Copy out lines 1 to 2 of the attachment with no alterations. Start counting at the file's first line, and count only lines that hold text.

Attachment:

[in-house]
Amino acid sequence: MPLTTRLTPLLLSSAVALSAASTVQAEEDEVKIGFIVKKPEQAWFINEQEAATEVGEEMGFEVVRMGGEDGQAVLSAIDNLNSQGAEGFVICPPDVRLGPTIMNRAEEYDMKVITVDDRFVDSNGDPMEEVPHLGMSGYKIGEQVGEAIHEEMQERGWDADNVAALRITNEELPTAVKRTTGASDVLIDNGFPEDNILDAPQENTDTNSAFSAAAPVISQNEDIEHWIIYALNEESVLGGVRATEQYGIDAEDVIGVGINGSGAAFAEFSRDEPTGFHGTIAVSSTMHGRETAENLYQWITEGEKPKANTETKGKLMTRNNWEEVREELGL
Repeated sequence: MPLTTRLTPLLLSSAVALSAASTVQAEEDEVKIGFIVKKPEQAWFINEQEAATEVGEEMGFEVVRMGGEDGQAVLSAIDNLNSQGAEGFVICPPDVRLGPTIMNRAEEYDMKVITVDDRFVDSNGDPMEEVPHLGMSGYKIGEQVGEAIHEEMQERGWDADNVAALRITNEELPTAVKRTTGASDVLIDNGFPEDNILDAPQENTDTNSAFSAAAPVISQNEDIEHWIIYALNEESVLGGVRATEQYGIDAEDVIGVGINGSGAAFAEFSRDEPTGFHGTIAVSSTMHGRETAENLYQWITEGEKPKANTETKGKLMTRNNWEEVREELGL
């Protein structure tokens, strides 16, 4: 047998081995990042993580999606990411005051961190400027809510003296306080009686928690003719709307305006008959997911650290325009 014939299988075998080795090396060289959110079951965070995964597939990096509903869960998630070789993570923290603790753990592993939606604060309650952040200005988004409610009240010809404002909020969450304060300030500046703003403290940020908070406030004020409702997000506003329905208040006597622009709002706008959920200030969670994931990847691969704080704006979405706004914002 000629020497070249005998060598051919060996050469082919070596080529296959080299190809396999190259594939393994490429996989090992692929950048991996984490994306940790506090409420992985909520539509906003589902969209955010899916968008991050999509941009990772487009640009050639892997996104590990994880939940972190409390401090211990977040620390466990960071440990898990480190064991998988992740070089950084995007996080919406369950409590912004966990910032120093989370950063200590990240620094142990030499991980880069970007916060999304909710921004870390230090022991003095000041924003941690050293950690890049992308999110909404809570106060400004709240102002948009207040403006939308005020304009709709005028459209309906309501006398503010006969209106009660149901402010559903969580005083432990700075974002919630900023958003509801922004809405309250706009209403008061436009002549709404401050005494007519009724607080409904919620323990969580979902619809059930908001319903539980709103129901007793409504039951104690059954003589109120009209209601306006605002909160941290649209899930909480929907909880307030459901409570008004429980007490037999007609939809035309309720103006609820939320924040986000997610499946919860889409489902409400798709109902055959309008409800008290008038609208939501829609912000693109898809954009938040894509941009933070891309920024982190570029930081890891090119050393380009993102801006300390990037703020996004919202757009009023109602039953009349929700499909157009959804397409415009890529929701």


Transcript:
[in-house]
Amino acid sequence: MPLTTRLTPLLLSSAVALSAASTVQAEEDEVKIGFIVKKPEQAWFINEQEAATEVGEEMGFEVVRMGGEDGQAVLSAIDNLNSQGAEGFVICPPDVRLGPTIMNRAEEYDMKVITVDDRFVDSNGDPMEEVPHLGMSGYKIGEQVGEAIHEEMQERGWDADNVAALRITNEELPTAVKRTTGASDVLIDNGFPEDNILDAPQENTDTNSAFSAAAPVISQNEDIEHWIIYALNEESVLGGVRATEQYGIDAEDVIGVGINGSGAAFAEFSRDEPTGFHGTIAVSSTMHGRETAENLYQWITEGEKPKANTETKGKLMTRNNWEEVREELGL